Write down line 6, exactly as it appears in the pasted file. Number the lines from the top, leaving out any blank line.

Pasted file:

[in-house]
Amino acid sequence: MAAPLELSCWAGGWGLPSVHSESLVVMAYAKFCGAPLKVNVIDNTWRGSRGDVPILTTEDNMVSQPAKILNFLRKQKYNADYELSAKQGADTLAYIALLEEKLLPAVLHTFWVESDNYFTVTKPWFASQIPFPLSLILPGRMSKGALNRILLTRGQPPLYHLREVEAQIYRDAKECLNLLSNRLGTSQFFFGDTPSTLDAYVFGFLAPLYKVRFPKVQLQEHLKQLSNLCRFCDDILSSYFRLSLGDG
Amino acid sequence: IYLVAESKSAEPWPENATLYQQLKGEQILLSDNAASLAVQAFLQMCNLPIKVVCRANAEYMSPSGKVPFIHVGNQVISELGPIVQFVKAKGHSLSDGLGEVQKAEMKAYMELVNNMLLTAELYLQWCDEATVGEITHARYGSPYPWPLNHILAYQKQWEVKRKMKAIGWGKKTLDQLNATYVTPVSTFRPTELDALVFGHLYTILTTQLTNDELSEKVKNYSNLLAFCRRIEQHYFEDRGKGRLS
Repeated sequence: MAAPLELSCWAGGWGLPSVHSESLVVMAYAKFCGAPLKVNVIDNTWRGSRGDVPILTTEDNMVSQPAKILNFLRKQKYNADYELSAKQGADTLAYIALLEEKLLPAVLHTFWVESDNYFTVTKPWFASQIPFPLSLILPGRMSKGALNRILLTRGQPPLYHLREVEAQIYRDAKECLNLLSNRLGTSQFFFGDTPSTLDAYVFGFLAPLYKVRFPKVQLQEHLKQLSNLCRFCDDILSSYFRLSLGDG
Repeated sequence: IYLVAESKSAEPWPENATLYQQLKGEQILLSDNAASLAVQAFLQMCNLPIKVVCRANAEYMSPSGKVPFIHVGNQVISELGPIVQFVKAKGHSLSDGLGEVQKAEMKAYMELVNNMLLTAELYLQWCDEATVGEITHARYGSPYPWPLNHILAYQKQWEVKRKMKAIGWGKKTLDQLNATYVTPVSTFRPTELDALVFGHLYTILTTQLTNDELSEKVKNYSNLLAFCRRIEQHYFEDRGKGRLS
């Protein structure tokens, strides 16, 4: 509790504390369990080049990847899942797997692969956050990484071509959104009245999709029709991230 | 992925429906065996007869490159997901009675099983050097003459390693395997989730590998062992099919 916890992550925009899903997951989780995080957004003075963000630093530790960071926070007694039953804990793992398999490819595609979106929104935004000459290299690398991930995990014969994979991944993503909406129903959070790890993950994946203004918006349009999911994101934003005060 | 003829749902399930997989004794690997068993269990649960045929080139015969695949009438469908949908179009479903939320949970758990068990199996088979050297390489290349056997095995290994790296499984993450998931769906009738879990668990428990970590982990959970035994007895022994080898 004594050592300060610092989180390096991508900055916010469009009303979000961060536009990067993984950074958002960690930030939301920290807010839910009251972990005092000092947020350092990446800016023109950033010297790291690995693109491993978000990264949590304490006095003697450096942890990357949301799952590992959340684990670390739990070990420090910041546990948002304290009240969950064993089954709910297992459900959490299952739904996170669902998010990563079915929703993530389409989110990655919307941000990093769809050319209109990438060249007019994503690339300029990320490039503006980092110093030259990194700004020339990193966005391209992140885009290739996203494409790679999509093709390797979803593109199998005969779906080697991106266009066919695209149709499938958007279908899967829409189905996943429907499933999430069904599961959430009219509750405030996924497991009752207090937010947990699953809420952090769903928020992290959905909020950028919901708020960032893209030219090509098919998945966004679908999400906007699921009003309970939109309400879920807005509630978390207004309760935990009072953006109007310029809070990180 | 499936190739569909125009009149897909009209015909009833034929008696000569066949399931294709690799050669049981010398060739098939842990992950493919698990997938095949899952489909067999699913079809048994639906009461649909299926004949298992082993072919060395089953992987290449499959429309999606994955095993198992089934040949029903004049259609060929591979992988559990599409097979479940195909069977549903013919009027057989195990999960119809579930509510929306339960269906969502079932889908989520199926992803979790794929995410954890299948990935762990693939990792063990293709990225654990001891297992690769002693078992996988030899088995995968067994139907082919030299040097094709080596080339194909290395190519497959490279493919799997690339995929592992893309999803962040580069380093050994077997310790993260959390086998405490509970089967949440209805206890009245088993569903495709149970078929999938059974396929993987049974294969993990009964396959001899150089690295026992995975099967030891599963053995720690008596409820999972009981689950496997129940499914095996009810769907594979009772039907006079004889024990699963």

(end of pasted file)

């Protein structure tokens, strides 16, 4: 509790504390369990080049990847899942797997692969956050990484071509959104009245999709029709991230 | 992925429906065996007869490159997901009675099983050097003459390693395997989730590998062992099919 916890992550925009899903997951989780995080957004003075963000630093530790960071926070007694039953804990793992398999490819595609979106929104935004000459290299690398991930995990014969994979991944993503909406129903959070790890993950994946203004918006349009999911994101934003005060 | 003829749902399930997989004794690997068993269990649960045929080139015969695949009438469908949908179009479903939320949970758990068990199996088979050297390489290349056997095995290994790296499984993450998931769906009738879990668990428990970590982990959970035994007895022994080898 004594050592300060610092989180390096991508900055916010469009009303979000961060536009990067993984950074958002960690930030939301920290807010839910009251972990005092000092947020350092990446800016023109950033010297790291690995693109491993978000990264949590304490006095003697450096942890990357949301799952590992959340684990670390739990070990420090910041546990948002304290009240969950064993089954709910297992459900959490299952739904996170669902998010990563079915929703993530389409989110990655919307941000990093769809050319209109990438060249007019994503690339300029990320490039503006980092110093030259990194700004020339990193966005391209992140885009290739996203494409790679999509093709390797979803593109199998005969779906080697991106266009066919695209149709499938958007279908899967829409189905996943429907499933999430069904599961959430009219509750405030996924497991009752207090937010947990699953809420952090769903928020992290959905909020950028919901708020960032893209030219090509098919998945966004679908999400906007699921009003309970939109309400879920807005509630978390207004309760935990009072953006109007310029809070990180 | 499936190739569909125009009149897909009209015909009833034929008696000569066949399931294709690799050669049981010398060739098939842990992950493919698990997938095949899952489909067999699913079809048994639906009461649909299926004949298992082993072919060395089953992987290449499959429309999606994955095993198992089934040949029903004049259609060929591979992988559990599409097979479940195909069977549903013919009027057989195990999960119809579930509510929306339960269906969502079932889908989520199926992803979790794929995410954890299948990935762990693939990792063990293709990225654990001891297992690769002693078992996988030899088995995968067994139907082919030299040097094709080596080339194909290395190519497959490279493919799997690339995929592992893309999803962040580069380093050994077997310790993260959390086998405490509970089967949440209805206890009245088993569903495709149970078929999938059974396929993987049974294969993990009964396959001899150089690295026992995975099967030891599963053995720690008596409820999972009981689950496997129940499914095996009810769907594979009772039907006079004889024990699963």